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“Organized Disorder” – Reservist Davit Sargsyan Recalls Final Days of 2020 Artsakh War

Davit Sargsyan was a reservist tank soldier in the Armenian army when he volunteered to fight in the 2020 Artsakh war.

His recollections of the last days of the war paint a picture of disorganization and incompetence in the ranks of Armenian politicians and military officers tasked with defending Shushi, the famed Armenian fortress town, from advancing Azerbaijani military units.

After receiving twenty days of training, an 84-member combat battalion was mobilized and dispatched to Shushi on October 27. Sargsyan was a member of the battalion.

Sargsyan sat down with Hetq to share what he witnessed on the ground prior to the November 9 ceasefire.

He says the battalion never received any orders from the military brass and Artsakh President Arayik Harutyunyan was forced to step in and tell them what to do.

He says most of the battalion, sixty volunteers, refused to assume defense positions around Shushi and stayed in a local school

Azerbaijani advance units were reported in Shushi by November 5.

That night, after assessing the situation, the battalion and the local Shushi militia retreated to Stepanakert.

On November 7, the remaining group of sixty in Shushi also manages to get escape the Azerbaijani blockade.

Sargsyan says that to date he still doesn’t know who was responsible for organizing and running the defense of Shushi.

He says that the Armenian military command structure started to fall apart on October 27.

“There was no information on the location of the enemy, no plan of action or defensive tactics,” Sargsyan told Hetq.

He says there were Armenian forces stationed in all parts of Shushi, consisting of special units, units cobbled together from other forces, mobilized reservists and local militias.

“There were sufficient human resources to defend the city. But I cannot talk about the amount of military equipment. I know the air defense unit of Shushi was operating,” Sargsyan said.

These Armenian units, however, were left in the lurch. They had no specific orders and were unaware of each other’s presence.

It was such a situation that the Armenian forces didn't even know each other, they didn't know who was sitting where, what they should do.

On October 31, Sargsyan and other battalion members were sent to the Armenian village of Karin Tak, on the outskirts of Shushi, for a special operation. He says the defense of the village was as disorganized as that in Shushi.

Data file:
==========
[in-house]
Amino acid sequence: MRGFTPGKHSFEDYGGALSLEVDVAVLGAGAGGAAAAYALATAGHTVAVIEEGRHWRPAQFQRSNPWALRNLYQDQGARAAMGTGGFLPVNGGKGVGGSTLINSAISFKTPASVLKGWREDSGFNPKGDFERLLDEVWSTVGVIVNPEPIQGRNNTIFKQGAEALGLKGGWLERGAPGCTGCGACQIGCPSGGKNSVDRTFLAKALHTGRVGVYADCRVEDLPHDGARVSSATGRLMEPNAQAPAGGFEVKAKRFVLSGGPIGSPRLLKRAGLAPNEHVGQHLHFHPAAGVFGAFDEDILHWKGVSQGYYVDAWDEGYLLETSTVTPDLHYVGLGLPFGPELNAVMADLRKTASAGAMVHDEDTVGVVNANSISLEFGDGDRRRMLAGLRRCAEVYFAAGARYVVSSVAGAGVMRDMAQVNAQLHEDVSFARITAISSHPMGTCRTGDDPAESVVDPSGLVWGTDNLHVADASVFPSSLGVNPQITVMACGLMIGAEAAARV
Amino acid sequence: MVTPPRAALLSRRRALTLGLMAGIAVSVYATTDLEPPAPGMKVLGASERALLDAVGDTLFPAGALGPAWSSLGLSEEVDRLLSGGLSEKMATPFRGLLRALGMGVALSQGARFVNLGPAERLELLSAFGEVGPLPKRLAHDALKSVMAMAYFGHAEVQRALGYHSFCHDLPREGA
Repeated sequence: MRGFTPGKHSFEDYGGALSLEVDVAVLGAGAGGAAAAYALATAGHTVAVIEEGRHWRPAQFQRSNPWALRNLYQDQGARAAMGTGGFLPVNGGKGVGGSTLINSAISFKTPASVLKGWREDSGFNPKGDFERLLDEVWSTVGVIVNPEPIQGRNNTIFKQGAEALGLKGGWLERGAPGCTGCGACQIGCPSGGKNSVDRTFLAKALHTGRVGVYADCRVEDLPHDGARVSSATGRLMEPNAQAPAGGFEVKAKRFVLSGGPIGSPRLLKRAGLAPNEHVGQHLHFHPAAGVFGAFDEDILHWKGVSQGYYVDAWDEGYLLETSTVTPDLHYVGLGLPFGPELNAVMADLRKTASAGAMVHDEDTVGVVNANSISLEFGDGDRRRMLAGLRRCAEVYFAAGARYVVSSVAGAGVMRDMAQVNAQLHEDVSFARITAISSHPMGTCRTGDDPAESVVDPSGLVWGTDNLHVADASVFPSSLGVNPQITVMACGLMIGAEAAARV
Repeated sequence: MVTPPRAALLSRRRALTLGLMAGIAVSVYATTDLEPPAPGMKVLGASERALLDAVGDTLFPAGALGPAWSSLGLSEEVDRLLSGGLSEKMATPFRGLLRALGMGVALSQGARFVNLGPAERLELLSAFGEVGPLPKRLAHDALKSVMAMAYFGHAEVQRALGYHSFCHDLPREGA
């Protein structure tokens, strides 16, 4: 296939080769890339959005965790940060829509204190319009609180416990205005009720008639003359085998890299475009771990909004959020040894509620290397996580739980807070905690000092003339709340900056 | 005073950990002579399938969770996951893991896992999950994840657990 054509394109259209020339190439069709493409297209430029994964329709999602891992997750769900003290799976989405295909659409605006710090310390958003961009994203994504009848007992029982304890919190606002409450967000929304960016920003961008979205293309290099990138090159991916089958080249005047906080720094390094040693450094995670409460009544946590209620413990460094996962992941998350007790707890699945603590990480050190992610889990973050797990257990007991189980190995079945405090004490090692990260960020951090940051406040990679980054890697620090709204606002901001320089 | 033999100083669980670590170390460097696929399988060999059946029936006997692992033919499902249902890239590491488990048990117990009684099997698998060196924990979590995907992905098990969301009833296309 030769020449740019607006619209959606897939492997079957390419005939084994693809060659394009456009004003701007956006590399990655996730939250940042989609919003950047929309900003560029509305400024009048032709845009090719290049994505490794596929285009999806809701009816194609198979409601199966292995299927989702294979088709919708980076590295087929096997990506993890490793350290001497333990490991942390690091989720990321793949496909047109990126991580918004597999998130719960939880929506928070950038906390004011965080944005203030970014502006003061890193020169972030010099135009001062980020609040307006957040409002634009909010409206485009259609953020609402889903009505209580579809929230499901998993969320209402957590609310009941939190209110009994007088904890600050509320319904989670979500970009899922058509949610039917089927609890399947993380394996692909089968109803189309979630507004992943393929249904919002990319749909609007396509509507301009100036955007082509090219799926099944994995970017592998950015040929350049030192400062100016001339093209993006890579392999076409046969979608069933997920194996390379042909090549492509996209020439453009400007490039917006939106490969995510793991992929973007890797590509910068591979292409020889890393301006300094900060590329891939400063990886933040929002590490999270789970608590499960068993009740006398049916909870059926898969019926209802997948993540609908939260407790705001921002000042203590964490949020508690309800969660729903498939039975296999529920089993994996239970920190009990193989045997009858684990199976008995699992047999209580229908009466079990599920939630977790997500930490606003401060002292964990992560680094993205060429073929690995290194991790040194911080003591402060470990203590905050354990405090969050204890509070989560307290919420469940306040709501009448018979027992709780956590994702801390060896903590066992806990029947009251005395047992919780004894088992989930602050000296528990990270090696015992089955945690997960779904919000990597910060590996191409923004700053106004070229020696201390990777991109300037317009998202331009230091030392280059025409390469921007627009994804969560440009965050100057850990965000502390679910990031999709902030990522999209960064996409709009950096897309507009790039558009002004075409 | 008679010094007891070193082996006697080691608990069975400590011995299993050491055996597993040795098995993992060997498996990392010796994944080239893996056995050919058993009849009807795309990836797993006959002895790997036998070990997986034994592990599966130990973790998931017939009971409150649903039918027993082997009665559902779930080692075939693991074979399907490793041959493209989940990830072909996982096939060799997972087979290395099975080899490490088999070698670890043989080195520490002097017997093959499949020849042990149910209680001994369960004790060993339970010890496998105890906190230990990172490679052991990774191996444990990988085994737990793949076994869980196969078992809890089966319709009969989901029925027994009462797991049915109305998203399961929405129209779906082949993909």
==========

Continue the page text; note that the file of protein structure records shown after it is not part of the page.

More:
Sargsyan says that confusion reigned in Shushi during the last few days before the ceasefire.

“Again, there was no city defense plan. We decided to explore the city and the positions by ourselves,” he says.

On the night of November 3, at 4 am, the Azerbaijani military targeted Shushi with an intense round of shelling. Armenian forces defending the town were immobilized.

“I had the impression that our artillery wasn’t working,” Sargsyan says.

Artsakh President Arayik Harutyunyan visited the mobilized volunteers on November 4, promising to provide necessary military equipment and to correct gaps in the command structure.

“We were told that a breakthrough would be made the next day. We later learnt that Karin Tak had been captured,” Sargsyan says, adding that he and his comrades asked themselves if they couldn’t trust Harutyunyan, what were they doing there.

Sargsyan and his unit were told to occupy the positions in the south-eastern and eastern part of Shushi so that Azerbaijani forces could not gain access from the Hounot gorge.

Sargsyan paints a disturbing picture of what he saw those last few days.

Any semblance of an organized defense was absent. Armenian defenders of Shushi had no connection with the military command.

“I didn't see any army formations, let alone an action. One or two mortar rounds at most,” says Sargsyan who was part of the Berd-2 (Fort-2) defense unit.

Running low on ammunition and without any trench cover, Sargsyan’s unit joins up with defenders from the nearby Berd-2 unit.

“Seeing that the city was being bombarded both by our and the enemy's forces, and that there was no contact with anyone, we decided to retreat to the Shushi-Stepanakert Road, dividing into two groups.”

The November 9 ceasefire came as a surprise to Sargsyan and his comrades who had left for the village of Shosh to get their military orders. No plan to defend Stepanakert, the capital of Artsakh, had been drafted.

“It was organized disorder. An imitation of war, which, thanks to the courageous feats of our boys, was prolonged for 44 days.”

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